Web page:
Chaplaincy

From overwhelmed to over-flowing: why we are looking for more

This week's blog post is written by University Chaplain, Revd Dr Harriet Harris.

We are living not only through a Covid19 pandemic but also a cultural epidemic of overwhelm. Socially, we are learning how to protect ourselves against the CV19, but we remain wholly exposed to the overwhelm! Our society admires busyness: we feel bad if we are not productive, we treat perfectionism as though it is a virtue, we feel like ‘imposters’ in our own territory, and we wear exhaustion almost as a badge of honour.

These behaviours are almost (and sometimes actually) killing us, and the irony is that more than ever we need energy and vision, not fatigue and stress, to respond to immense global challenges.

        ‘every day, the world will drag you by the hand, yelling, “This is important! And this is important!...You need to worry about this! And this!...” And each day, it’s up to you to yank your hand back, put it on your heart and say, “No. This is what’s important”’, Iain Thomas

So at the Chaplaincy we are launching a new programme, called ‘Abundant Academy’, to help us to thrive rather than deplete, and to find vitality and belonging instead of trying to ‘push-on-through’ and ‘do it all alone’.

Doodle with 5 people and text: when you see who you are and what you have and what you can do, you're looking at abundance

 

 

Reports from the past two years show that 1 in 4 students experience mental health issues at university, and that university staff are also suffering an ‘epidemic of poor mental health’. Covid19 pandemic and lockdown have further affected the mental health of adults and young people, and responders are training for higher-than-usual levels of mental strain, trauma, uncertainty and loss.

The world is also waking up to racial injustice in deeper ways than before, the climate crisis goes unabated, and we are questioning old ways of doing things.

Doodle of two people looking at each other, with the text "here is our power: to fully see each other"

 

Why the Academy?

Universities are international, interdisciplinary leaders in teaching and research. They are therefore ideally placed for responding to immense challenges with insight, creativity and energy, so long as its people do not feel overcome. In order to respond effectively to our societal and global challenges, and to flourish at the same time, we need a topped-up well of intellectual, emotional and spiritual strength, and a community of support, reflection and collaboration.

 

Why ‘Abundance’?

In the Abundant Academy, we are drawing on an understanding shared across ancient religious and philosophical traditions, and taken up in contemporary research into flourishing organisations, that we can experience abundance in our lives – and therefore also in our studies and our work.

 

       ‘We have been going too fast for too long; we are waiting for our souls to catch up’, African story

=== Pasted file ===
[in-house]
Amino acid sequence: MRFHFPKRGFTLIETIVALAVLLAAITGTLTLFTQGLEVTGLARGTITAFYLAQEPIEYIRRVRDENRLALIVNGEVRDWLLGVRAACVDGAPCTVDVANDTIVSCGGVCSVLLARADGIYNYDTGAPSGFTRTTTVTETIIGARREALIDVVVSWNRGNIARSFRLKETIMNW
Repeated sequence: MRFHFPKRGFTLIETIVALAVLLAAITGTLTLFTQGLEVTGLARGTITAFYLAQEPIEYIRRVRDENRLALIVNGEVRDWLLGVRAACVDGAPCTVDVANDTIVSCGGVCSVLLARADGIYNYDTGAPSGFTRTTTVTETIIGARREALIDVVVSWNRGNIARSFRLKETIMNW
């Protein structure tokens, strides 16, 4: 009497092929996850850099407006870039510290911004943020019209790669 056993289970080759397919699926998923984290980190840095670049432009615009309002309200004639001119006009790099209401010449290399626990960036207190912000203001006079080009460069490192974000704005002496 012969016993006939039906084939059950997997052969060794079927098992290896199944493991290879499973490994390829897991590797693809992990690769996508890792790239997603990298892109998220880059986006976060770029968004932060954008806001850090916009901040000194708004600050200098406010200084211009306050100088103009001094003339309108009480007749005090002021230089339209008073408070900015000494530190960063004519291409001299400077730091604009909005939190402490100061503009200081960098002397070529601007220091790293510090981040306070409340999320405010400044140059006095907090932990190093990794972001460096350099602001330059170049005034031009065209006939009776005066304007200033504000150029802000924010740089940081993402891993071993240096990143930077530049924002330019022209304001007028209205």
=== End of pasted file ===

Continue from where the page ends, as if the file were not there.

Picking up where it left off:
‘I came that you might have life, and have it abundantly’, Jesus

        ‘too many people come to the fountain of life with a sieve instead of a tank car…a teaspoon instead of a steam shovel’, Ben Sweetland

Abundance is an organic image of growth, fruitfulness and harvesting. As organic beings, we may find ‘abundance’ a more resonant, communal, and uplifting concept than the industrial language of efficiency, productivity and output, which belong to mechanisation.

Even the notion of ‘work-life balance’ feels a little boxy, mechanic and shaky, and to be honest, like another thing we are told to achieve! Rather than pitching life and work opposite one another in precarious equilibrium, wouldn’t it feel better to move with genuine and deep-rooted ease and flow between all areas of our lives?

‘Abundance’ connotes a richness and vitality that goes beyond ‘sustainability’ or even ‘resilience’. We have abundance already within us, so the Abundant Academy is doing what all good education does: drawing out that which is within; that which waits to be discovered and developed. Living with the experience and anticipation of abundance helps us to find the spiritual and mental spaciousness that affords a sense of plenitude, generosity and possibility.

 

      ‘Living an abundant life…starts with a raise in consciousness and spreads from there’, Regina Brett

      ‘If you want to awaken all of humanity, awaken all of yourself’, Lao Tzu

      ‘The glory of God is a human being fully alive’, Irenaeus

‘Abundant Academy’ resources are designed to help us to move from depletion to replenishment, from frenzy to reflection, and from ‘over-thinking’ to realisation. Think of them not as ‘yet more stuff to do’, but as keys for opening up more time, energy and spaciousness in our lives. The core programme is offered separately in three different formats: to staff, to postgraduate and mature students, and to undergraduates.

To find out more, visit: https://www.ed.ac.uk/chaplaincy/abundant-academy

Or email Harriet at h.harris@ed.ac.uk

Blue and purple doodle with the text: to notice, to be quiet and notice, to come aside to be quiet and notice more more more